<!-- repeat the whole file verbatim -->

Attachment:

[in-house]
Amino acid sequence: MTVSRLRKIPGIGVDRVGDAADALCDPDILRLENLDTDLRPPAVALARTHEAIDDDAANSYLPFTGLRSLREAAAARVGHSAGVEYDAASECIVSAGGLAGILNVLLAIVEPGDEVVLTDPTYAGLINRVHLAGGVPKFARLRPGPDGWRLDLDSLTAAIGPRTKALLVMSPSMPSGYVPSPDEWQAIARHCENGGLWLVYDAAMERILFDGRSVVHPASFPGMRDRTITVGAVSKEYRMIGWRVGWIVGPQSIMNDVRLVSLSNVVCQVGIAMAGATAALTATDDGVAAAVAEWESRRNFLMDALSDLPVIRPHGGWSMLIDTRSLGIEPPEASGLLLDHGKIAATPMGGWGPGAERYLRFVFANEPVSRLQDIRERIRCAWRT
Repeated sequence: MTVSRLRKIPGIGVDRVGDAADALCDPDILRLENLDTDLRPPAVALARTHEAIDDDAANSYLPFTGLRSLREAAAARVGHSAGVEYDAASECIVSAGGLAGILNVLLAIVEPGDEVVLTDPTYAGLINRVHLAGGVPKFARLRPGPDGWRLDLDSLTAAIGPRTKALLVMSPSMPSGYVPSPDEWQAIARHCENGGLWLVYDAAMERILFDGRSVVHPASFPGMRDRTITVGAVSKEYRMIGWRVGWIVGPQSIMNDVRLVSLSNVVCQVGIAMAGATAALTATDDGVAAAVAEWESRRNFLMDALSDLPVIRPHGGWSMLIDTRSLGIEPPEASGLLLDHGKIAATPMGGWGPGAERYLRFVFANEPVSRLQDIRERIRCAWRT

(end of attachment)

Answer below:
[in-house]
Amino acid sequence: MTVSRLRKIPGIGVDRVGDAADALCDPDILRLENLDTDLRPPAVALARTHEAIDDDAANSYLPFTGLRSLREAAAARVGHSAGVEYDAASECIVSAGGLAGILNVLLAIVEPGDEVVLTDPTYAGLINRVHLAGGVPKFARLRPGPDGWRLDLDSLTAAIGPRTKALLVMSPSMPSGYVPSPDEWQAIARHCENGGLWLVYDAAMERILFDGRSVVHPASFPGMRDRTITVGAVSKEYRMIGWRVGWIVGPQSIMNDVRLVSLSNVVCQVGIAMAGATAALTATDDGVAAAVAEWESRRNFLMDALSDLPVIRPHGGWSMLIDTRSLGIEPPEASGLLLDHGKIAATPMGGWGPGAERYLRFVFANEPVSRLQDIRERIRCAWRT
Repeated sequence: MTVSRLRKIPGIGVDRVGDAADALCDPDILRLENLDTDLRPPAVALARTHEAIDDDAANSYLPFTGLRSLREAAAARVGHSAGVEYDAASECIVSAGGLAGILNVLLAIVEPGDEVVLTDPTYAGLINRVHLAGGVPKFARLRPGPDGWRLDLDSLTAAIGPRTKALLVMSPSMPSGYVPSPDEWQAIARHCENGGLWLVYDAAMERILFDGRSVVHPASFPGMRDRTITVGAVSKEYRMIGWRVGWIVGPQSIMNDVRLVSLSNVVCQVGIAMAGATAALTATDDGVAAAVAEWESRRNFLMDALSDLPVIRPHGGWSMLIDTRSLGIEPPEASGLLLDHGKIAATPMGGWGPGAERYLRFVFANEPVSRLQDIRERIRCAWRT